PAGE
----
Prepare, prepare, prepare. You can never be too prepared to present. Knowing your presentation through and through can help boost your confidence while easing your fear and anxiety. Preparation does not just include knowing what you are going to say, it also includes how and why you are going to present the information. Here are some tips to help you create an effective speech or presentation and overcome the fear of public speaking.
Open with Confidence
Your opening gives your audience a first impression. Know the audience and the purpose of the presentation. Find out what they might expect from your remarks and what they may already know about the topic. Consider how you will grab the audience’s attention. If you need to deliver bad news, consider ways to connect with the audience from the beginning of the presentation. Be well prepared for the opening because it sets the tone for your entire presentation–leave nothing to chance.
Focus on a Few Key Points
Know the major points you want to make. This will help ease your worry and increase your confidence. Outline the key concepts in your electronic visuals, on a note card, or better still use a memory technique such as stacking so you remember your key points. Avoid trying to memorize your presentation because it will sound canned and stiff and you want it to sound comfortable and real.
Support Ideas with Evidence
It is always important to provide evidence to support your main points. Supporting evidence will reinforce your points to the audience and give you a chance to explain your points more fully.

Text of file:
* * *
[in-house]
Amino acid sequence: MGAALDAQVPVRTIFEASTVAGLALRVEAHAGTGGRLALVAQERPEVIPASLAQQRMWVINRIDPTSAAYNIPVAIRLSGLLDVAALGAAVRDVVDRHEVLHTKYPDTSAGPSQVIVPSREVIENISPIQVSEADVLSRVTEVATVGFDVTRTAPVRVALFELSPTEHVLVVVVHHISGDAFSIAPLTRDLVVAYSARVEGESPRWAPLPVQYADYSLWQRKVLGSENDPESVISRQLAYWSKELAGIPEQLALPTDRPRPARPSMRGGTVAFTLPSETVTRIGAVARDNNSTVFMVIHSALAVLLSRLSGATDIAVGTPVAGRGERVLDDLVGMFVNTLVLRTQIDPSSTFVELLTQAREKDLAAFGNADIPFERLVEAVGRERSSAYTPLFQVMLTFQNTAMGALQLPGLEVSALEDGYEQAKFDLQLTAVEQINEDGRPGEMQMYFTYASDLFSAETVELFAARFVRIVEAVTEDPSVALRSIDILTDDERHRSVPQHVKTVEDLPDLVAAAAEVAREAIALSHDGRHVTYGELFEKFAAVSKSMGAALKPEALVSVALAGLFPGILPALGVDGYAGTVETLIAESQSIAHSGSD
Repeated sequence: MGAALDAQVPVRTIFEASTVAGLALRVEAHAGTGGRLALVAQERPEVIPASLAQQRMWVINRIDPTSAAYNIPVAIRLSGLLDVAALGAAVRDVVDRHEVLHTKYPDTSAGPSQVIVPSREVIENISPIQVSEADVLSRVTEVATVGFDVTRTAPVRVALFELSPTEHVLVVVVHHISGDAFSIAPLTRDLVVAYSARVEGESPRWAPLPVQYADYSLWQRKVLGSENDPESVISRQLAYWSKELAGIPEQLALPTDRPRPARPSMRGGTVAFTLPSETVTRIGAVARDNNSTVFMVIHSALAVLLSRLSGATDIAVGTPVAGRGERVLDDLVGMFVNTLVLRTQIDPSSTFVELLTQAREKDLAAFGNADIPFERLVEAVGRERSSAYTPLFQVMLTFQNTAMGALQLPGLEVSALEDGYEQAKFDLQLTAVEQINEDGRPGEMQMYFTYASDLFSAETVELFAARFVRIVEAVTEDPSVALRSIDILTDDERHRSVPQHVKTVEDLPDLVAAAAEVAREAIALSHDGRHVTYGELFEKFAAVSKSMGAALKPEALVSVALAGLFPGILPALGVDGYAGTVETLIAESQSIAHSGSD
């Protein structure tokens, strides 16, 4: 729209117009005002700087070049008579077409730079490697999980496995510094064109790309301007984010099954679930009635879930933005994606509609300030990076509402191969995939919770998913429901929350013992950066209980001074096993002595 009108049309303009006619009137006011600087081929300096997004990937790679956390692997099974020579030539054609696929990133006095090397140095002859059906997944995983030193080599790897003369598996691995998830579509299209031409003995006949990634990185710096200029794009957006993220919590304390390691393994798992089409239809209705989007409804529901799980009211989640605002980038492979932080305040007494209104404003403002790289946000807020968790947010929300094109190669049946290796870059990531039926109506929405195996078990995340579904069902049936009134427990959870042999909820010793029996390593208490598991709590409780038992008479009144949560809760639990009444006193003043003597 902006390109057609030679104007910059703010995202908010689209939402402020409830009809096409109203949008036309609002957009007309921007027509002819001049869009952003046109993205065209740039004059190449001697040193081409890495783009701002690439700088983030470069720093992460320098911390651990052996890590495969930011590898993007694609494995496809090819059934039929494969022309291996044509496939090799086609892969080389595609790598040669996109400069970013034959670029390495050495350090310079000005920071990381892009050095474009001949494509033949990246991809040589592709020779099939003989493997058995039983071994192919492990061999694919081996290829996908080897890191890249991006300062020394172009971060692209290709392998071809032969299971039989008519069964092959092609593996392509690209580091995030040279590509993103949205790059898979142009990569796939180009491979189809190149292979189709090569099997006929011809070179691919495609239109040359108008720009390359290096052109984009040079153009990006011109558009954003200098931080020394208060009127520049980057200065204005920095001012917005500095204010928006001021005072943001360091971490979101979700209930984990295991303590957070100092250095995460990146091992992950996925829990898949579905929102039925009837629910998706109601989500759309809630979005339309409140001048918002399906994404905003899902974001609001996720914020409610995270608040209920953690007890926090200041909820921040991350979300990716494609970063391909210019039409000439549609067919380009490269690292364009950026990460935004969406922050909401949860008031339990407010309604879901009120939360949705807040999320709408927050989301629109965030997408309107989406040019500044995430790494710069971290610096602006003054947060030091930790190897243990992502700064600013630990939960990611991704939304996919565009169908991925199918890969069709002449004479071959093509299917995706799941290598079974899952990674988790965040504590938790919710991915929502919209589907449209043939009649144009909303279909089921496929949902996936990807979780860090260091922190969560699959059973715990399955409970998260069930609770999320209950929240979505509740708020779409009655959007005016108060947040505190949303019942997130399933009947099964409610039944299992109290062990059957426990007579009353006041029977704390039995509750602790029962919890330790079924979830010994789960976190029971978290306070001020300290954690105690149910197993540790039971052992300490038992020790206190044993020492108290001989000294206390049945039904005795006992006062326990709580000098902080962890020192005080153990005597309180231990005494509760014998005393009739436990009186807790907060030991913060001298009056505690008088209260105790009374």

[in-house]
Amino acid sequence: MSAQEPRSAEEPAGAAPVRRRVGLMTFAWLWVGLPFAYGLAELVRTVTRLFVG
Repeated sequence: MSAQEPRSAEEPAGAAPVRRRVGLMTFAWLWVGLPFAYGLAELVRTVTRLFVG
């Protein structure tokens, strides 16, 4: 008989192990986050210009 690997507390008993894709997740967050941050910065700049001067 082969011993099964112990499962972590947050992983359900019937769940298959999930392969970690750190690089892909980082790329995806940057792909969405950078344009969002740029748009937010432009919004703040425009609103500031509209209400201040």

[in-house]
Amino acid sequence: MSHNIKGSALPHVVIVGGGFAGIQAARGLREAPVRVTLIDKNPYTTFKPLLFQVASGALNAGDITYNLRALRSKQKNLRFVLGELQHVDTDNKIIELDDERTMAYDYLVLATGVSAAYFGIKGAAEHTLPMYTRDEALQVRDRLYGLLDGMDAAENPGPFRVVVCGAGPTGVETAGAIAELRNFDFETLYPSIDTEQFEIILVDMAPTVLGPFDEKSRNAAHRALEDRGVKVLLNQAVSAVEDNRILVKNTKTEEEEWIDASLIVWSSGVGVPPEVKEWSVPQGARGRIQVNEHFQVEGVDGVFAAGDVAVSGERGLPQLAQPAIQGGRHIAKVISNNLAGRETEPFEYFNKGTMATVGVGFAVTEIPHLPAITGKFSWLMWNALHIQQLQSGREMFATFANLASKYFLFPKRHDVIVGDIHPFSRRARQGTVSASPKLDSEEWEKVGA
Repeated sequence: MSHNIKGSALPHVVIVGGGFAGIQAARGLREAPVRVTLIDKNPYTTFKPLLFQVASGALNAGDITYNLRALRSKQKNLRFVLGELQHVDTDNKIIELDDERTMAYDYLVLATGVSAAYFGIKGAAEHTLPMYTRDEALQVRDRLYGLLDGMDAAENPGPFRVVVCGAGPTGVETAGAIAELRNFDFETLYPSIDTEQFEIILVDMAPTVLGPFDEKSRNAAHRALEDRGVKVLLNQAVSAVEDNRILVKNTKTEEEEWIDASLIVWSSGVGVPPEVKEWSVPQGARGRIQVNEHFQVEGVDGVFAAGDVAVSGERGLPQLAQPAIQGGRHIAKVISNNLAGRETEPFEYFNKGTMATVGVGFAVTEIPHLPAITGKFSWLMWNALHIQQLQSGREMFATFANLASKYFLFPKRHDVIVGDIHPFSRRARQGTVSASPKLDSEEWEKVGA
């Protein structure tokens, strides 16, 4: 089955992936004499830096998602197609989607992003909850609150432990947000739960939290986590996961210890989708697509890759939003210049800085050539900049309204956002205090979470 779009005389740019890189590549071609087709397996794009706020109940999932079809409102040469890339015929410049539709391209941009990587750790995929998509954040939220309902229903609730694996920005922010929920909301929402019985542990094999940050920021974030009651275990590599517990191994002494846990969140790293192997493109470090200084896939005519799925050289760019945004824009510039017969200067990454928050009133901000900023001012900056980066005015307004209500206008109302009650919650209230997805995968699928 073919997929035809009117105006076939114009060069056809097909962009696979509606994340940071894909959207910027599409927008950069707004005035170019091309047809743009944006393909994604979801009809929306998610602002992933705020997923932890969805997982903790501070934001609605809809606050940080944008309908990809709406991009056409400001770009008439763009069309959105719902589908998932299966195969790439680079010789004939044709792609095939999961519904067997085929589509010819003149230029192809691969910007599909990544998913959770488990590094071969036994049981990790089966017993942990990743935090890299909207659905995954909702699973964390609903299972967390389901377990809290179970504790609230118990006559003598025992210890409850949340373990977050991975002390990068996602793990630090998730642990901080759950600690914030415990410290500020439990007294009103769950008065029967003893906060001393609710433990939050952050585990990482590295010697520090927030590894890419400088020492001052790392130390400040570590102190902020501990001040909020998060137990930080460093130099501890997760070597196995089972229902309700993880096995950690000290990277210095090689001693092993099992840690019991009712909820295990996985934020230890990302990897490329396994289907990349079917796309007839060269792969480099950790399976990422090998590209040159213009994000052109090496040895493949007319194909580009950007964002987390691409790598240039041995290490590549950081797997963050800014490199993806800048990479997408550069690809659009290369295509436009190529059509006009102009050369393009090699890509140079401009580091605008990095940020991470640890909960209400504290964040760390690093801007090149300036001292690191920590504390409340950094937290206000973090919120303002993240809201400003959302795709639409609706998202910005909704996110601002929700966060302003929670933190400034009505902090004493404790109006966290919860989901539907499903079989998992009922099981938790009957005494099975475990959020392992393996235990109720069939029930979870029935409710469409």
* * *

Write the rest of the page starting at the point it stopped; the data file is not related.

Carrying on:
Close with a Call to Action
This will be the last impression your audience has of you and your presentation. It is important to look at the purpose of the presentation and then determine a proper close. Emphasize the key action or actions that you want the audience to take after hearing your presentation. This serves as a nice summary of your content and assures they leave with a clear direction.
Remember, Anxiety is Normal
Most people have some presentation anxiety. Remember that people who don’t feel some stress may appear to be taking their audience for granted. Replace negative thoughts that creep into your subconscious mind with positive affirmations from yourself and others.
Allow yourself to make mistakes. Do not try to be a perfect presenter. A brief pause to collect your thoughts may feel like eternity, but it’s not. Tell stories from your personal experiences. Conduct your presentations as if you are having a conversation with people rather than talking at them.
Ask for Feedback
You will be surprised how much will be positive. Accept and internalize compliments you receive without minimizing them. Remind yourself about what went well rather than what didn’t. Focus on one or two key improvement areas for the next time. Not ten or twenty.
Prepare for Future Success
View each presentation you give as a development opportunity. Enjoy the experience. Use each presentation as an opportunity to enhance your confidence and skills for the next presentation.